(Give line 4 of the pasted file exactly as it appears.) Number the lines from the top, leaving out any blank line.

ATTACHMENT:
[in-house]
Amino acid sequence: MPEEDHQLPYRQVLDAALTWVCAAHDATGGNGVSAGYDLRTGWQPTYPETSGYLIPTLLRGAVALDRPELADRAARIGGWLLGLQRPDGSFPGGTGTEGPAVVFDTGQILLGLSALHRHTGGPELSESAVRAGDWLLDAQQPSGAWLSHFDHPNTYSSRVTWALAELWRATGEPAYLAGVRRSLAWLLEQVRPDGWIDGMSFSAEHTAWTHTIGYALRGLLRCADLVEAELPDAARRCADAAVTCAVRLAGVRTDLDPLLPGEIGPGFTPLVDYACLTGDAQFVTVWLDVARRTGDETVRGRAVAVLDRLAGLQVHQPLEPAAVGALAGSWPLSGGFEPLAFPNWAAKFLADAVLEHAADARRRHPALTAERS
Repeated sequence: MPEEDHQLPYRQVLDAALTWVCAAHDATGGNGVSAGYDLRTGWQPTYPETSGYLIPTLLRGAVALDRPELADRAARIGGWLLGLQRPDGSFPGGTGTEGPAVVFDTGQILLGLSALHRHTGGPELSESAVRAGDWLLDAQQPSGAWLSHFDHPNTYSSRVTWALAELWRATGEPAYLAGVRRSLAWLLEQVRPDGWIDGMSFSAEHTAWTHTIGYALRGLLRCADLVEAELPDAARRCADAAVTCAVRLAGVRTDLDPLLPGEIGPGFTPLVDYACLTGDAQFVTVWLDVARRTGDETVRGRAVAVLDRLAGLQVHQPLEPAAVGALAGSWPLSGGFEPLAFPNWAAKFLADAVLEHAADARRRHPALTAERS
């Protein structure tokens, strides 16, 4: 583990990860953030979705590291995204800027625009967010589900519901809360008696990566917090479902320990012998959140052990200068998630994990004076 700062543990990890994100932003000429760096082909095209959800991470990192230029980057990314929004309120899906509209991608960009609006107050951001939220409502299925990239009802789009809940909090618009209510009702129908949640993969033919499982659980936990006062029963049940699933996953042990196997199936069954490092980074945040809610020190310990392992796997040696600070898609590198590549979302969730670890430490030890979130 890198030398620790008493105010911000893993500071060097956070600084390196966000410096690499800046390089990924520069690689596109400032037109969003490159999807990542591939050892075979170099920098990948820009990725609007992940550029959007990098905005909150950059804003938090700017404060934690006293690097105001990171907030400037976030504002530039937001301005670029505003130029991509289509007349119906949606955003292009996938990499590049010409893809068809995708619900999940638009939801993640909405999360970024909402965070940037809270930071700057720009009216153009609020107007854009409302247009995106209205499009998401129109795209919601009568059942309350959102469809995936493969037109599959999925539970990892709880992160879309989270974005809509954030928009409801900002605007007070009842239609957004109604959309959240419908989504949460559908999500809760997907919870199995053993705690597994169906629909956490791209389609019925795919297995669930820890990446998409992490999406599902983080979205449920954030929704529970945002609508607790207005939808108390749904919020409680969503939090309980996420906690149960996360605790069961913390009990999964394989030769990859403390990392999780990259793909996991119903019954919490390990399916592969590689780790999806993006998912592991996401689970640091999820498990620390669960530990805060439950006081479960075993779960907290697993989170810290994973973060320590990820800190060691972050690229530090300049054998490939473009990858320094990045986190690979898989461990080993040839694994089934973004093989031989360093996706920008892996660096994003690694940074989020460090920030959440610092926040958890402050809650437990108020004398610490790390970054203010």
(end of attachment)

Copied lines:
């Protein structure tokens, strides 16, 4: 583990990860953030979705590291995204800027625009967010589900519901809360008696990566917090479902320990012998959140052990200068998630994990004076 700062543990990890994100932003000429760096082909095209959800991470990192230029980057990314929004309120899906509209991608960009609006107050951001939220409502299925990239009802789009809940909090618009209510009702129908949640993969033919499982659980936990006062029963049940699933996953042990196997199936069954490092980074945040809610020190310990392992796997040696600070898609590198590549979302969730670890430490030890979130 890198030398620790008493105010911000893993500071060097956070600084390196966000410096690499800046390089990924520069690689596109400032037109969003490159999807990542591939050892075979170099920098990948820009990725609007992940550029959007990098905005909150950059804003938090700017404060934690006293690097105001990171907030400037976030504002530039937001301005670029505003130029991509289509007349119906949606955003292009996938990499590049010409893809068809995708619900999940638009939801993640909405999360970024909402965070940037809270930071700057720009009216153009609020107007854009409302247009995106209205499009998401129109795209919601009568059942309350959102469809995936493969037109599959999925539970990892709880992160879309989270974005809509954030928009409801900002605007007070009842239609957004109604959309959240419908989504949460559908999500809760997907919870199995053993705690597994169906629909956490791209389609019925795919297995669930820890990446998409992490999406599902983080979205449920954030929704529970945002609508607790207005939808108390749904919020409680969503939090309980996420906690149960996360605790069961913390009990999964394989030769990859403390990392999780990259793909996991119903019954919490390990399916592969590689780790999806993006998912592991996401689970640091999820498990620390669960530990805060439950006081479960075993779960907290697993989170810290994973973060320590990820800190060691972050690229530090300049054998490939473009990858320094990045986190690979898989461990080993040839694994089934973004093989031989360093996706920008892996660096994003690694940074989020460090920030959440610092926040958890402050809650437990108020004398610490790390970054203010």